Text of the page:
Turkey is a geopolitical player in the region and its sphere of influence is increasing, European Union foreign policy chief Josep Borrell said over the weekend.
Responding to a question on Turkish-EU relations during the Antalya Diplomacy Forum, Borrell said that despite the difficulties in relations between Turkey and the EU over the last two years, ties are now improving.
Emphasizing Turkey's importance, Borrell said the EU should further develop its relations and ties with the country.
Turkey's strategic importance is far more crucial now than in the period before the Russia-Ukraine war, he added.
Turkey is an "important" country for the European Union, another EU official also said at Antalya Diplomacy Forum.
Speaking at a panel titled "Europe's neighbors, Europe as a neighbor," Oliver Varhelyi, EU commissioner for neighborhood and enlargement, commented on Turkey's EU membership process.
"I think Turkey is not only a key partner but also a very important friend. It was a difficult decision to suspend Turkey's membership process," he said.
Varhelyi also noted that Turkey is an important partner for Europe when it comes to the issue of illegal migration and a major economic partner.
Countries in the Balkans that want to join the EU have made progress on different levels, Varhelyi said, adding that countries applying for membership should complete their economic, social and political processes to ensure real integration with the bloc.
In response to Varhelyi's remarks on the suspension of Turkey's EU membership process, Deputy Foreign Minister and Director of EU Affairs Faruk Kaymakcı underlined that there has been no "suspension" and that the negotiation process continues.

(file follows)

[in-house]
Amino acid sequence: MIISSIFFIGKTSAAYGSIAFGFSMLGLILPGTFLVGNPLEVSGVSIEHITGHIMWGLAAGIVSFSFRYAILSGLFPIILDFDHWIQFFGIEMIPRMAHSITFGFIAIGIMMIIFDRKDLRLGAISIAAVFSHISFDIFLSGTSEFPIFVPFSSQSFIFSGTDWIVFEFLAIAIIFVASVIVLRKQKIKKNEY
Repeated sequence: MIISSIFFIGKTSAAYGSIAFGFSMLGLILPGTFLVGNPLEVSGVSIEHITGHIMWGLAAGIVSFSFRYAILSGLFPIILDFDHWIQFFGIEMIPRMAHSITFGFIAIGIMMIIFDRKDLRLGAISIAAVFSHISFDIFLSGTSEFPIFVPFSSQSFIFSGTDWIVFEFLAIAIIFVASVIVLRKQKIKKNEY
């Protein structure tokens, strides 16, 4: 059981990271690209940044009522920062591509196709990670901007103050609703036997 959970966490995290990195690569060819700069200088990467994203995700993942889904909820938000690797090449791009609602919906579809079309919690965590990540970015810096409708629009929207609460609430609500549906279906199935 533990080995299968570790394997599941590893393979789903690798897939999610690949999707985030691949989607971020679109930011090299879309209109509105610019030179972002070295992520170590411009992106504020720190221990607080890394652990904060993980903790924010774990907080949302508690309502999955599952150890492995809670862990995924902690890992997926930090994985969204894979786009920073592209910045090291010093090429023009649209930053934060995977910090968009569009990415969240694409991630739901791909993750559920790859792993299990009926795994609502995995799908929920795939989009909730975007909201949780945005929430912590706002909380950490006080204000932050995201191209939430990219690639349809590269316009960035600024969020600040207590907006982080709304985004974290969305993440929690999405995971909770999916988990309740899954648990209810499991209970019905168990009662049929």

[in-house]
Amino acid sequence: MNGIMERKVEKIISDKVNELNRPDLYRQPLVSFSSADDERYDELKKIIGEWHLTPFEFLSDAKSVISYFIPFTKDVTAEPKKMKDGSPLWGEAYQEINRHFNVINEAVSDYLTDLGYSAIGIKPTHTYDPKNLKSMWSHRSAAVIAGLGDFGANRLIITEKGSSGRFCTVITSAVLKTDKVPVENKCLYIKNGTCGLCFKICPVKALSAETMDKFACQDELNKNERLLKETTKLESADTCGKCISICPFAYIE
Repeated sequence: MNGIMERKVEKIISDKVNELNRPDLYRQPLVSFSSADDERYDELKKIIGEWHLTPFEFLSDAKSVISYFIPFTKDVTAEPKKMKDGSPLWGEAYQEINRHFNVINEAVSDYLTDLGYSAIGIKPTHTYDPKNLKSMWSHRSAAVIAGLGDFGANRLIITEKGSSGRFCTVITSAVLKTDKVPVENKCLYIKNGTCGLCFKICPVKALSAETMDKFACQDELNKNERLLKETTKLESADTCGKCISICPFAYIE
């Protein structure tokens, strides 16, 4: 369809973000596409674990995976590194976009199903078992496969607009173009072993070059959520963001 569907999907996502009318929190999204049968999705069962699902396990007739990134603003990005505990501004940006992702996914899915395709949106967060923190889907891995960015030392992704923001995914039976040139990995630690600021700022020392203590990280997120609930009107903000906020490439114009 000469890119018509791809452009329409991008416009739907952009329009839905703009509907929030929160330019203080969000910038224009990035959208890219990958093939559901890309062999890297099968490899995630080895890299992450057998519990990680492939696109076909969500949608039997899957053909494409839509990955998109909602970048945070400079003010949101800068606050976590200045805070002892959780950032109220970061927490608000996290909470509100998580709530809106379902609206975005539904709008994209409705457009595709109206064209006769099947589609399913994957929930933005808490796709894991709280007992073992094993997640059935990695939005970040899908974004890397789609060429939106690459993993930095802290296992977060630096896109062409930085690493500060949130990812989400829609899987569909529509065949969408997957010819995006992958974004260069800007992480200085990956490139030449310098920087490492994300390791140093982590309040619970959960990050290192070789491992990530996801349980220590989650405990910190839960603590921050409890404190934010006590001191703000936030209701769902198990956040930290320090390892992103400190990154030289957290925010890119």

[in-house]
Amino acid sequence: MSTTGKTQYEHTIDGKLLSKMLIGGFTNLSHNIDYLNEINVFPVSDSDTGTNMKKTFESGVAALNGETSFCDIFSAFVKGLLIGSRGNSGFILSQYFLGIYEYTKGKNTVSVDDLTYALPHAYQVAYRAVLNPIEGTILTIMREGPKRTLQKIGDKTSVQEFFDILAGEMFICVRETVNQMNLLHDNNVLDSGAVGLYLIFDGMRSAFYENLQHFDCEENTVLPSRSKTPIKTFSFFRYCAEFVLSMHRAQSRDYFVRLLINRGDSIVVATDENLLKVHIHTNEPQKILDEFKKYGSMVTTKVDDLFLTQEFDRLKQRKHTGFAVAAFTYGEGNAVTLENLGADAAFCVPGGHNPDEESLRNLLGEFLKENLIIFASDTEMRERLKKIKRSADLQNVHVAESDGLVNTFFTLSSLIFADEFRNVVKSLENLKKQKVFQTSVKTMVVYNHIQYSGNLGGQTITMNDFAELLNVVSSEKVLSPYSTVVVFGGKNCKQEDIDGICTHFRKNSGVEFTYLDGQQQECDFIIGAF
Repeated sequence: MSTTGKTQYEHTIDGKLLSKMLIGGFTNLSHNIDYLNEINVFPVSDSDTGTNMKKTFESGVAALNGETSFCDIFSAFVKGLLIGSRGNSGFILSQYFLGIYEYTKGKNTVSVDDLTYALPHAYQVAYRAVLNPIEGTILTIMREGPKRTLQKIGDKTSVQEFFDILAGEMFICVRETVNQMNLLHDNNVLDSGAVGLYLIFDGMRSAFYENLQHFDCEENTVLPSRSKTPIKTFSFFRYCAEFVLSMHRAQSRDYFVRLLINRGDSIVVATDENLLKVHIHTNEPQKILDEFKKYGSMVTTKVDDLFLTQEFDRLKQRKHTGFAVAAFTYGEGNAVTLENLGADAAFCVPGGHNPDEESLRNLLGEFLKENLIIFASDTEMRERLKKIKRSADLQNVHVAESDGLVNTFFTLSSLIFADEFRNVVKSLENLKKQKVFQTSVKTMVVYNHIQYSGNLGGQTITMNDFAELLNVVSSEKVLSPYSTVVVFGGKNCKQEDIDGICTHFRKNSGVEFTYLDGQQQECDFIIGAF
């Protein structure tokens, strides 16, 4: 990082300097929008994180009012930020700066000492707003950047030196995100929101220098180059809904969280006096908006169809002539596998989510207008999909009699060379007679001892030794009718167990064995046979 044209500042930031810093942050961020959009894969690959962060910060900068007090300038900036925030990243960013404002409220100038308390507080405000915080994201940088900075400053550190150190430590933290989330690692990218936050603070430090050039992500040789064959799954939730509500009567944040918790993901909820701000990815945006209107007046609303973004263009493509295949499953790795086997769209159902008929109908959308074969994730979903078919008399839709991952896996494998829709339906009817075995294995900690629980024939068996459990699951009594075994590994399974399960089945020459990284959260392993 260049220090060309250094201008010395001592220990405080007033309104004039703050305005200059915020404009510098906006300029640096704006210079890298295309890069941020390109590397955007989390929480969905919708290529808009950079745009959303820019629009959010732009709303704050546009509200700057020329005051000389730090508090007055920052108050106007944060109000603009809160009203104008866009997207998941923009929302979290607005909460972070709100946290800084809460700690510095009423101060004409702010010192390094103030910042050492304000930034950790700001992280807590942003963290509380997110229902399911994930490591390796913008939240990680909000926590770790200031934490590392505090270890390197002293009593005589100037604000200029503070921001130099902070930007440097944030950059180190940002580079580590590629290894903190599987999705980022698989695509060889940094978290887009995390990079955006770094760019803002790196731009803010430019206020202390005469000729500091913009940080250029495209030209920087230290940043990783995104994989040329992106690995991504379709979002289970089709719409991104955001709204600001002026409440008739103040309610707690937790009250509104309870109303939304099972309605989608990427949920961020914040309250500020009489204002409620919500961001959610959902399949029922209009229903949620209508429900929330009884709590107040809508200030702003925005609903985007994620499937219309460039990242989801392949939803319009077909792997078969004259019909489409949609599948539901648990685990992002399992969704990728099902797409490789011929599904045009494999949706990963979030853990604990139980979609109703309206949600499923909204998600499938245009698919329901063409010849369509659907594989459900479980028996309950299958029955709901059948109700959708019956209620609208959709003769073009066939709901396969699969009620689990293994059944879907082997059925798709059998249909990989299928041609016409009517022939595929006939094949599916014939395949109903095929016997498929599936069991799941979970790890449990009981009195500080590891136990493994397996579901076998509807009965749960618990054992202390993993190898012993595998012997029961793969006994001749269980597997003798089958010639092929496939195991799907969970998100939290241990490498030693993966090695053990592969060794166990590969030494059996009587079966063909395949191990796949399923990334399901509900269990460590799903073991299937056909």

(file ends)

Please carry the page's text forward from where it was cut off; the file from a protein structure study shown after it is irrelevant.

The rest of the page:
After some major disagreements in recent years, both the EU and Turkey voiced their intentions last year to set a positive agenda, still, further efforts and actions are needed. Turkey has reiterated that it is part of Europe and sees its future in the EU, stressing that it will continue to work toward full membership. Turkish officials have also said that they hope for progress and expect the bloc to take definitive action to this end.
European Union leaders said the bloc is ready to support a concrete and positive agenda with Turkey, especially in economic cooperation and migration, after President Recep Tayyip Erdoğan received the head of the European Council, Charles Michel, and the head of the European Commission, Ursula von der Leyen, in Ankara to discuss bilateral ties and seek a way forward after tensions rose last year.
Turkey and the EU in March 2016 signed a refugee deal that aimed to discourage irregular migration through the Aegean Sea by taking stricter measures against human traffickers and improving the conditions of nearly 4 million Syrian refugees in Turkey. Ankara has said the falling numbers of migrant crossings show it upheld its part of the deal, arguing that the bloc failed to keep up its half, including visa liberalization and financial aid for refugees.
Turkey has the longest history with the union and the longest negotiation process. The country signed an association agreement with the EU's predecessor, the European Economic Community (EEC), in 1964, which is usually regarded as a first step to eventually becoming a candidate. Applying for official candidacy in 1987, Turkey had to wait until 1999 to be granted the status of a candidate country. Turkey then had to wait another six years for negotiations to begin in 2005, a uniquely long process compared to other candidates. Since then, the process seems to have stalled.
The three-day high-level Antalya Diplomacy Forum in the resort city of Antalya concluded on Sunday. The event brought together participants from 75 countries, including 17 heads of state, 80 government ministers and 39 representatives of international organizations.